Broken Glass In The Swimming Pool: What Should You Do?

Broken Glass in a swimming pool, What Do I Do!?

The issue of broken glass in a swimming pool is every commercial pool operator’s nightmare. Cuts related to broken glass in the pool or the pool area can spell major hassles for a property. The problem is particularly scary when the glass is broken inside the pool itself, as it is nearly impossible to visually see the glass in the water. More so if the shards have turned into slivers. So, what exactly is the best route to take when cleaning glass out of your pool?

There are dozens of chat threads, web pages, and Reddit pages devoted to this conversation, but none of them addresses how a commercial pool operator should react to this situation. In this article, we are going to explore what you should do when someone breaks a glass in your swimming pool.

From where did the Broken Glass in my Pool Come?

The glass that has broken in your pool can come from various sources:

  • Beer and soda bottles
  • Food Containers
  • Glass Table Tops
  • Glassware
  • Overhead Lighting
  • Internal Swimming Pool Light(s)

Some sources of glass in the pool area are unavoidable, such as overhead lighting or your pool lights. These glass sources are generally designed for aquatic use in mind. Please note, this isn’t always the case. All glass structures may break and pose a threat to your pool area.

Beer bottles, glassware, and glass tabletops should not be allowed in any pool areas simply because of the high probability that they will break causing major issues for you as an operator.

Should I vacuum the Broken Glass from the Pool?

Many suggest that you just vacuum the pool a few times and you are good to open the pool again. This couldn’t be further from the truth. Vacuuming glass out of your pool is a very bad idea no matter what other sources tell you. Why?

  1. You never know if you have truly removed all the glass from the pool
  2. Even if you are proactive and use vacuuming sock devices to prevent the glass from entering into your filter, shards can still make it into your filter, risking injury during filter cleaning
  3. If glass shards enter into a cartridge filter, the glass will tear the cartridges to shreds, requiring you to replace the cartridges
  4. The glass can find its way throughout your entire circulation system and become trapped. Once that glass is eventually freed it can easily find its way back into your pool.

So now that we have established that vacuuming your pool is a very unsafe practice for both you and your guests, let’s explore what you actually need to do to prevent broken glass-related injuries and complications.

Avoid Broken Glass in your pool by using only safe drinking vessels poolside
Use only safe drinking vessels poolside

Step 1: Stop the Circulation

Once you know that glass has broken inside of your pool or hot tub, make sure that you immediately turn off all of your pumps. You must avoid any glass reaching the circulation system.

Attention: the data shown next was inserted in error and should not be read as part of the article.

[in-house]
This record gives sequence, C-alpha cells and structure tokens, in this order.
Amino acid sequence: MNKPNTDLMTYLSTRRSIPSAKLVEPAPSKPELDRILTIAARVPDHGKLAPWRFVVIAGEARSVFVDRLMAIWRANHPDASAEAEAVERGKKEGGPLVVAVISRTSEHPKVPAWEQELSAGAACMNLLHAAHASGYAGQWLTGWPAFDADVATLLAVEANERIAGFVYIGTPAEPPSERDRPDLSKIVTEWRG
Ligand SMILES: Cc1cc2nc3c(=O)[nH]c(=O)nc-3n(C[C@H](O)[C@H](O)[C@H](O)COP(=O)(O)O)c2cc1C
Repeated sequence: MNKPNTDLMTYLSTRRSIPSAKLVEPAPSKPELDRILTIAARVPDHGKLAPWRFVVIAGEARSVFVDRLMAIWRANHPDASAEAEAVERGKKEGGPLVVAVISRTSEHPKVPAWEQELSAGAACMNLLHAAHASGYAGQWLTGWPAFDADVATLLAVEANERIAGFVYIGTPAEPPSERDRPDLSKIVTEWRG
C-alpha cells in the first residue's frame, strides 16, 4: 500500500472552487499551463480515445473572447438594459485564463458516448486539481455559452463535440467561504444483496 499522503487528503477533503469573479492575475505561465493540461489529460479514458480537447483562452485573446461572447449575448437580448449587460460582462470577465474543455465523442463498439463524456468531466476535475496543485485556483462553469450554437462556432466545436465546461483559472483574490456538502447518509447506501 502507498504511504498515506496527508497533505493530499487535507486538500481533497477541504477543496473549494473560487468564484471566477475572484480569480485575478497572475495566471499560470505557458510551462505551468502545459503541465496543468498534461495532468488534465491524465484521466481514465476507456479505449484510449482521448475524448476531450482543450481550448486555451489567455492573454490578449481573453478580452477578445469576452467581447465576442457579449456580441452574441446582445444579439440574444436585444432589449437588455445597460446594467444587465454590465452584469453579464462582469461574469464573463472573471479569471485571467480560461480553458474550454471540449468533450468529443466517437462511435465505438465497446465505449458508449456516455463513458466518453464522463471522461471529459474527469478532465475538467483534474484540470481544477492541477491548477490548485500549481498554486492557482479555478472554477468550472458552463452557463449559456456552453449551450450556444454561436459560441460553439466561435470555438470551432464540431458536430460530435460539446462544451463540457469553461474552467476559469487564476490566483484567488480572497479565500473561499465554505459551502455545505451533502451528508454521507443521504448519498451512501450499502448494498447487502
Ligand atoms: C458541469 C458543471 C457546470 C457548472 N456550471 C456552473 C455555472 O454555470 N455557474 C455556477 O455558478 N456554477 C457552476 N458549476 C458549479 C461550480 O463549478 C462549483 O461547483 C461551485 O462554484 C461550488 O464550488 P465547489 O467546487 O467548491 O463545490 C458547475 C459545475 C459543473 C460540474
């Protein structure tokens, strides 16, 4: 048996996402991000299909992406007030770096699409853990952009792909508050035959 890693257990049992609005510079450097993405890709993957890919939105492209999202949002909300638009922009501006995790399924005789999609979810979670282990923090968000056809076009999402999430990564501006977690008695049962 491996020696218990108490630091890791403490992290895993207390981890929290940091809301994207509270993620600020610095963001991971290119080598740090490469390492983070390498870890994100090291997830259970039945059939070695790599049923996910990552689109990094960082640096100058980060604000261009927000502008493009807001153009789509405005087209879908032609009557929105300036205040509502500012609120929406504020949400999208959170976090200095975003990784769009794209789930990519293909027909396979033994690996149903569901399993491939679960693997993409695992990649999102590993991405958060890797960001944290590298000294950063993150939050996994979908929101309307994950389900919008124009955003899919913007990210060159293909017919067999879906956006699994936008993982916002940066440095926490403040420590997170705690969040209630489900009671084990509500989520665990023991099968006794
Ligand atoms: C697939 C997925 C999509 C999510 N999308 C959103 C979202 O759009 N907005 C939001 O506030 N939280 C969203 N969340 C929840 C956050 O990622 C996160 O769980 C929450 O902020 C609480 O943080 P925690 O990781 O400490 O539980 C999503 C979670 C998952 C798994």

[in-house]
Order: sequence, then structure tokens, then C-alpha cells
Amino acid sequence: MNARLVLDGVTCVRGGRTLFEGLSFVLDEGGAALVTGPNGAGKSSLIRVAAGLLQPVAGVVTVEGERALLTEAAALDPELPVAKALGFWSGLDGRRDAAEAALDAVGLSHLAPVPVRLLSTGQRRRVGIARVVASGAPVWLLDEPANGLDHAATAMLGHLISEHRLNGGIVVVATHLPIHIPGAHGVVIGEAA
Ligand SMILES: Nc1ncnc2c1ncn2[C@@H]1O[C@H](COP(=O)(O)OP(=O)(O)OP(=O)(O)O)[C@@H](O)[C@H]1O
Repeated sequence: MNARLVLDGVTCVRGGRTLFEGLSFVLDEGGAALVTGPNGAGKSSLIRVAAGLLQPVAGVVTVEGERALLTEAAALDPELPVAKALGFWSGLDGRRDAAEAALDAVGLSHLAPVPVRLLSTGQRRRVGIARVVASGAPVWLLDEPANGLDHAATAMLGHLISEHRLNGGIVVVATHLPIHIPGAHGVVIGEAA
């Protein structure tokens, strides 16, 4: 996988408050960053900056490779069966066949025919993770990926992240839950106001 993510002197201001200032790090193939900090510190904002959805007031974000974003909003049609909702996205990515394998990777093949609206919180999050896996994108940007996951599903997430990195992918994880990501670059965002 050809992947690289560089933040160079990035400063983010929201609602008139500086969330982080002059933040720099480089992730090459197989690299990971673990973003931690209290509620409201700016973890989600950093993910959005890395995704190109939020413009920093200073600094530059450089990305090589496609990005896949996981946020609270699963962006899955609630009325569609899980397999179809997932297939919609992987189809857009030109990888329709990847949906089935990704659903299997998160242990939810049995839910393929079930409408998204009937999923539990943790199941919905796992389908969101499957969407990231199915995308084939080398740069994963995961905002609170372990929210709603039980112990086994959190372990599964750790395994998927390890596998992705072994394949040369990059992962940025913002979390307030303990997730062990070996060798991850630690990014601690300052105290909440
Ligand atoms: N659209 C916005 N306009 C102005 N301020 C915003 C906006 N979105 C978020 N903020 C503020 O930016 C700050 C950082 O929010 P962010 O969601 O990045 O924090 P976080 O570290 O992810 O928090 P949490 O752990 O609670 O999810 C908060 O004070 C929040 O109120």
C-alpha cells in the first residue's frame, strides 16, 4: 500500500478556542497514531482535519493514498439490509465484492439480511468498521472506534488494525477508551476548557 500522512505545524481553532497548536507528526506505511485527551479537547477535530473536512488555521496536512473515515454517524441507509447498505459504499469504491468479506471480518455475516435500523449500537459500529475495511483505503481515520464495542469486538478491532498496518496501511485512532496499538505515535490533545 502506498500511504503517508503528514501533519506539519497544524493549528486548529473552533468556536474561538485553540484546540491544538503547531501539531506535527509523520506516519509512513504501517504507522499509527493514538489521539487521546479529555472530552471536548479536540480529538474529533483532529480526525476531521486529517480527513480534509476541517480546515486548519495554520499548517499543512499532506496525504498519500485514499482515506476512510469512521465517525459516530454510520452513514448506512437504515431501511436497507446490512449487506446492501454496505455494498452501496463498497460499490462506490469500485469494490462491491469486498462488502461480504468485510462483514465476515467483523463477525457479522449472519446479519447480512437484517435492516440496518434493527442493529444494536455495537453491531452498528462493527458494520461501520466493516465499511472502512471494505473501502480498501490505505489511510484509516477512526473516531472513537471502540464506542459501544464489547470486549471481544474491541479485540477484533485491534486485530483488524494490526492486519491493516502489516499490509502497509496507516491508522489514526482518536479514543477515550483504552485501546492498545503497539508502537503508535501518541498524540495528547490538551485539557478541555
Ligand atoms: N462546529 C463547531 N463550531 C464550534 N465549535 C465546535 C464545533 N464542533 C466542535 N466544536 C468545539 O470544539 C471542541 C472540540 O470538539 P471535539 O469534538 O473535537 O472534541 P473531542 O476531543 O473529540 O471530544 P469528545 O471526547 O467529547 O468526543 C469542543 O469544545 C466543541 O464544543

Step 2: Drain Your Pool

Yes, this sounds like a crazy huge hassle, and to be honest, it is. However, according to the commercial pool and spa industry standards, draining your pool is a must. Be sure to use a sump pump to drain your pool instead of the main drain so you can ensure that none of the glass is getting into the circulation system.


Step 3: Let The Pool Dry Out Completely

This is the longest step in the process depending on where you are located. Dry climates don’t have to wait too long for that surface to dry out completely, whereas more humid climates may need to wait longer for the surface to dry long enough to perform the next step. Fans may aid in drying if you need to accelerate the process. Please also note that if you do not let the pool surface dry completely, the next steps will be much more difficult and may prove unsuccessful.


Step 4: Sweep The Entire Pool

Again, this is tedious and a little stressful but it is absolutely crucial in making sure you are getting as much of the big debris out of the pool as possible. Sweep the broken glass into a dustpan or grab a shop vac and vacuum the glass pile up. To be totally honest, it is considered a best practice to repeat this step a few times to ensure you have all the big pieces taken care of.


Step 5: With A Shop Vac, Vacuum The Entire Pool

This step is crucial in ensuring that you are able to remove and slivers, chunks, specks, or chips of glass from the pool’s surface. Again, it is highly recommended that you repeat this step a few times to ensure you have gotten all of the glass remnants. Please also note that you will need to be mindful of where you have vacuumed and where you have not yet vacuumed as it can be very difficult, nigh impossible, to see where you’ve vacuumed previously.


Step 6: Refill, Balance The Water, and Re-open The Pool

Now that you have done everything within your power to get the broken glass out of the pool, you are free to open the pool again.

Please keep in mind that this is the best practice for removing the glass from the pool itself. If you feel glass may have entered into your circulation equipment, then you will need to take action to prevent any potential injuries. In this case, please contact The Pool People to give you further advice on the cleaning of the glass from the system.

How Do I Learn More?

As a commercial or semi-commercial operator, there is so much you need to know about keeping your pools and spas safe and healthy.

The best way for you to become a more knowledgeable pool professional is to sign up for a Certified Pool Operator Course through The Pool School. Click here to find out more.

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